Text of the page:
Also, I was Co-Founder and Co-Owner of Boot Camp for Writers, but, in a way, that sounded like I owned a health club so I changed it to Creative Director.
And then, I saw that I hadn’t really done justice to my teaching. Yes, I’m an Afterschool and Substitute teacher. (Today I had so much fun teaching science and digital music!). Should I name the fabulous schools where I work? And what about my recent work art handling at the art gallery? Do I mention that? How about my videography work at Columbia University? Too part time? Is it all just too confusing?
I confused myself. I don’t know if we find out who we are by looking at what we do.
So I decided to resolve this by staring at Facebook and taking an online quiz, over at 16Personalities. I did the Myers Briggs test years ago, when I was splitting up from my exhusband, in 1991? And I was an ENFP then, and I’m still an ENFP.
They tend to see life as a big, complex puzzle where everything is connected – but unlike Analysts, who tend to see that puzzle as a series of systemic machinations, ENFPs see it through a prism of emotion, compassion and mysticism, and are always looking for a deeper meaning.
ENFPs are fiercely independent, and much more than stability and security, they crave creativity and freedom.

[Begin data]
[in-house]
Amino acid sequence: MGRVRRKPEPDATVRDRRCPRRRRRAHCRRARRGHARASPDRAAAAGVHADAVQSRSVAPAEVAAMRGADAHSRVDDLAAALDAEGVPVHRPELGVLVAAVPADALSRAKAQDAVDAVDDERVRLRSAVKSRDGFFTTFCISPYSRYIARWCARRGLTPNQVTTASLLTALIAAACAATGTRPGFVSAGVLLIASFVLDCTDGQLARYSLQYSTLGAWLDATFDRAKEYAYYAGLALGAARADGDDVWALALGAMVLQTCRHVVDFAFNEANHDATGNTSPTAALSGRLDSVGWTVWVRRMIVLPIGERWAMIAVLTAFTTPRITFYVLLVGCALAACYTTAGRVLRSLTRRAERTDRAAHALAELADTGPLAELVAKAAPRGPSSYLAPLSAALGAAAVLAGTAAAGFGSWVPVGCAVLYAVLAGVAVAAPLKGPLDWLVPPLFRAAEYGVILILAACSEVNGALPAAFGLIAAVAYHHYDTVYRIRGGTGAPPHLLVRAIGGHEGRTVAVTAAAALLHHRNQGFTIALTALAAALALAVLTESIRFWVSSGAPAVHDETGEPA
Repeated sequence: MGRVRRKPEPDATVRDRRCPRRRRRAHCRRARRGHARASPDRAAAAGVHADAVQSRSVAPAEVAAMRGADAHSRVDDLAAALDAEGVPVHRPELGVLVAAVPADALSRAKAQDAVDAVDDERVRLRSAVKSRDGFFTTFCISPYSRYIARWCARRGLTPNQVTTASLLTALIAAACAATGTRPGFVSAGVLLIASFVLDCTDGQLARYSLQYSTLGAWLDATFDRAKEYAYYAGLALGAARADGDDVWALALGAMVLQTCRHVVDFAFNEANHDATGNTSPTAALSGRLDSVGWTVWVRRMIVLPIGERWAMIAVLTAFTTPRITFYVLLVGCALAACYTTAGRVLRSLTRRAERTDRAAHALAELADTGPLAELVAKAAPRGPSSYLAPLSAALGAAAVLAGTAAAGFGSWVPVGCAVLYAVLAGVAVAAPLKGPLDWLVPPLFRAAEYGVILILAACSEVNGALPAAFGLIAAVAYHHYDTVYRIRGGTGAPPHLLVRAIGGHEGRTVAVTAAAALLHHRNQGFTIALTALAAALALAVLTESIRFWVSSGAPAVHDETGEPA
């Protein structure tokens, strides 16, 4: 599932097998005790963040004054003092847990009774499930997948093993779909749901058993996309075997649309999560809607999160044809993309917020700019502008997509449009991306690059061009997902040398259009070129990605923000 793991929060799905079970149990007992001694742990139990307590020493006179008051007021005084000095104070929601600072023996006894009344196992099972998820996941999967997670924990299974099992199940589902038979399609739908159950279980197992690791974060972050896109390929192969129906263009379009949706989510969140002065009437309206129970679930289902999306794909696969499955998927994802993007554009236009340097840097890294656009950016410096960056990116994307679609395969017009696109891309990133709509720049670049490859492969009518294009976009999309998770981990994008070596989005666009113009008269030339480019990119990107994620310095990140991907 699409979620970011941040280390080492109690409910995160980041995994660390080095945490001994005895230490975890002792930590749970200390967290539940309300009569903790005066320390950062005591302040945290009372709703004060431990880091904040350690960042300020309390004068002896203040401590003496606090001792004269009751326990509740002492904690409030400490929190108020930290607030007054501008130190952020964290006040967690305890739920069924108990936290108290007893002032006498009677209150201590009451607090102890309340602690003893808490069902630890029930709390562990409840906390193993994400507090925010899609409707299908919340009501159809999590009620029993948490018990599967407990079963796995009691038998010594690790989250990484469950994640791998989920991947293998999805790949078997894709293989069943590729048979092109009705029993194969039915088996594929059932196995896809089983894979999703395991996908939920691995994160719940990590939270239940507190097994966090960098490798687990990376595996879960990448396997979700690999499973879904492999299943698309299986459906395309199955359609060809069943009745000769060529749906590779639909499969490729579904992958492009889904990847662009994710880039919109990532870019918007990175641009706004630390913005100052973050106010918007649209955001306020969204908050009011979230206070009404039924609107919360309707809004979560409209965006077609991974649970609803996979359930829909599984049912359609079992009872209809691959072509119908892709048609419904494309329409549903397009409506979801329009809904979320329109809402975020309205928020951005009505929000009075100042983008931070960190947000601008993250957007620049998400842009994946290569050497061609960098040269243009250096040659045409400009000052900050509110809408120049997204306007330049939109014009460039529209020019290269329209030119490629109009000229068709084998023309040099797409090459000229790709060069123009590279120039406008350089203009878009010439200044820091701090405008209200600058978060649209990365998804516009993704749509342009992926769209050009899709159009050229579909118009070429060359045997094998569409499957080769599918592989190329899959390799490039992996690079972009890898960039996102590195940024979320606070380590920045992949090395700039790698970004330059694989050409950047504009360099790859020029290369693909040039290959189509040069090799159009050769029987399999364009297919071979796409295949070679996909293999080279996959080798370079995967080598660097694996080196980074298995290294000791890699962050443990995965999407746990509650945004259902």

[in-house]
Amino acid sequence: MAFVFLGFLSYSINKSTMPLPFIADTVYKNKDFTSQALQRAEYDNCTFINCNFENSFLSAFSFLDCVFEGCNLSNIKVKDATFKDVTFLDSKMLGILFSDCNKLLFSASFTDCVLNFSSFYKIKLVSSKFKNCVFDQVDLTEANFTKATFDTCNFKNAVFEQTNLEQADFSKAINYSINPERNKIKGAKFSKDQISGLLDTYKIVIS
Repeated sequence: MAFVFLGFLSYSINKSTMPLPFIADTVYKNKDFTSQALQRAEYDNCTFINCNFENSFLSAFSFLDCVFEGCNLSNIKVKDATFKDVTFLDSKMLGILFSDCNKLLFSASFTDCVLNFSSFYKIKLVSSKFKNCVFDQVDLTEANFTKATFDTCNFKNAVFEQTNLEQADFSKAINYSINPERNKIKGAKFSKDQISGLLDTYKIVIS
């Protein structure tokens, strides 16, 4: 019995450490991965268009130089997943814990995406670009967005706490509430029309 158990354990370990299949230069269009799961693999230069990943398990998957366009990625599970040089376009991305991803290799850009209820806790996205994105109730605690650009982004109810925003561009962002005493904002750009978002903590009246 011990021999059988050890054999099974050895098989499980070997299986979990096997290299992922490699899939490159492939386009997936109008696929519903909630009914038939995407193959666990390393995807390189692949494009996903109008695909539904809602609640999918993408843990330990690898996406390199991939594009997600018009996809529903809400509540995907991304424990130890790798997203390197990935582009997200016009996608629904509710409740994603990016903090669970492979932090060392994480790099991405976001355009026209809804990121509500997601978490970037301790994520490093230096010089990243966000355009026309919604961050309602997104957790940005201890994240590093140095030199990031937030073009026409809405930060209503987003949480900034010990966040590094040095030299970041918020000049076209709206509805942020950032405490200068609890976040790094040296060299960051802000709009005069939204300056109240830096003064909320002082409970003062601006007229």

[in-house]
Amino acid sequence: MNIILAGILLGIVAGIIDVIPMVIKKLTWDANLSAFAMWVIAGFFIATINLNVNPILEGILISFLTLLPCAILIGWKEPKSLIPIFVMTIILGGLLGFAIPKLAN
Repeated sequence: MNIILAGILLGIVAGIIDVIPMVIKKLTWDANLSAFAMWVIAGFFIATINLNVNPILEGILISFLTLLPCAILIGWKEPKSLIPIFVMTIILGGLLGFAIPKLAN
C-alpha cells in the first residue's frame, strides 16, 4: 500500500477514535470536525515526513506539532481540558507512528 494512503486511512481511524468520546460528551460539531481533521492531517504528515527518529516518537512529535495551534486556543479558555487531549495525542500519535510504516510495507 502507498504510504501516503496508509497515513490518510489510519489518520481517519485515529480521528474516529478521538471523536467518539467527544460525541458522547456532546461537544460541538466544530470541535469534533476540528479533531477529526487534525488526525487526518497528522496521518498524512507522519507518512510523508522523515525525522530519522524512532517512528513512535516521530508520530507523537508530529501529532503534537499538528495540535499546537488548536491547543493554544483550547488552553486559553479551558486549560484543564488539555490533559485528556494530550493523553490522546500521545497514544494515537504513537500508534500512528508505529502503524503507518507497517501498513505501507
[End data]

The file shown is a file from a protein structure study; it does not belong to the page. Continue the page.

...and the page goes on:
… Few personality types are as creative and charismatic as ENFPs. Known for their idealism and enthusiasm, ENFPs are good at dealing with unexpected challenges and brightening the lives of those around them.
Awww, that was really fun. It did explain me — even my weaknesses — too many jobs and talents! (I was a little worried when I noticed that Robin Williams was an ENFP too.)
I wonder if I can put ENFP on my business card. Nah, that’s just silly.
I may not know who I am by what I do. But I do know how to have fun.
Here’s a fountain near my house. It has nothing to do with this post.
Reducing poverty? “It’s Not Rocket Science. It’s Harder than Rocket Science.”
Geoffrey Canada, very charismatic, threw away his notes at the beginning of the talk. Notes may comfort the audience, but this speaker didn’t need them.
His topic? “Changing Lives, Changing Communities.” It was my NYU college reunion on Saturday (25 years since undergrad, and 20 years since grad).